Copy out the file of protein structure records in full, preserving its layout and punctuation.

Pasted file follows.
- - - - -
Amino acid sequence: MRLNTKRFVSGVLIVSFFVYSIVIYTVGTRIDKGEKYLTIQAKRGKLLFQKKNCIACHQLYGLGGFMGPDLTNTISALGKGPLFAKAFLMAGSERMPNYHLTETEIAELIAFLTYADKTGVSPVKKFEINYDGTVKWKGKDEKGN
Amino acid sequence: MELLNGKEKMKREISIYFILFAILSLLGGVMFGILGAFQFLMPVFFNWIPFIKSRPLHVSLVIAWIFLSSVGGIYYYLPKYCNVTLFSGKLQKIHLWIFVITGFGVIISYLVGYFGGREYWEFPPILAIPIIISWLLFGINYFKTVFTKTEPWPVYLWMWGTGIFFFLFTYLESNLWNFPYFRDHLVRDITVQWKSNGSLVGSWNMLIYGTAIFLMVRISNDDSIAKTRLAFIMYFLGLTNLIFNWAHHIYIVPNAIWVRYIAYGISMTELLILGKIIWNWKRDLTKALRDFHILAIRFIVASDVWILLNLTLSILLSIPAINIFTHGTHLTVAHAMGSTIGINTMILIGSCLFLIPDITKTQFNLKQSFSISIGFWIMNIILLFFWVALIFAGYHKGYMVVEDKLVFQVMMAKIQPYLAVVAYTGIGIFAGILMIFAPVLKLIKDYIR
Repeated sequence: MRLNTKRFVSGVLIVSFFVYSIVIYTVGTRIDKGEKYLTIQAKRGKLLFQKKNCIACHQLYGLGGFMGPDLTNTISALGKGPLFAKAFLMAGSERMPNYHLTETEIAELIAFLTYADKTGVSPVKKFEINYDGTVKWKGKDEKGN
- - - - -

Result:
Amino acid sequence: MRLNTKRFVSGVLIVSFFVYSIVIYTVGTRIDKGEKYLTIQAKRGKLLFQKKNCIACHQLYGLGGFMGPDLTNTISALGKGPLFAKAFLMAGSERMPNYHLTETEIAELIAFLTYADKTGVSPVKKFEINYDGTVKWKGKDEKGN
Amino acid sequence: MELLNGKEKMKREISIYFILFAILSLLGGVMFGILGAFQFLMPVFFNWIPFIKSRPLHVSLVIAWIFLSSVGGIYYYLPKYCNVTLFSGKLQKIHLWIFVITGFGVIISYLVGYFGGREYWEFPPILAIPIIISWLLFGINYFKTVFTKTEPWPVYLWMWGTGIFFFLFTYLESNLWNFPYFRDHLVRDITVQWKSNGSLVGSWNMLIYGTAIFLMVRISNDDSIAKTRLAFIMYFLGLTNLIFNWAHHIYIVPNAIWVRYIAYGISMTELLILGKIIWNWKRDLTKALRDFHILAIRFIVASDVWILLNLTLSILLSIPAINIFTHGTHLTVAHAMGSTIGINTMILIGSCLFLIPDITKTQFNLKQSFSISIGFWIMNIILLFFWVALIFAGYHKGYMVVEDKLVFQVMMAKIQPYLAVVAYTGIGIFAGILMIFAPVLKLIKDYIR
Repeated sequence: MRLNTKRFVSGVLIVSFFVYSIVIYTVGTRIDKGEKYLTIQAKRGKLLFQKKNCIACHQLYGLGGFMGPDLTNTISALGKGPLFAKAFLMAGSERMPNYHLTETEIAELIAFLTYADKTGVSPVKKFEINYDGTVKWKGKDEKGN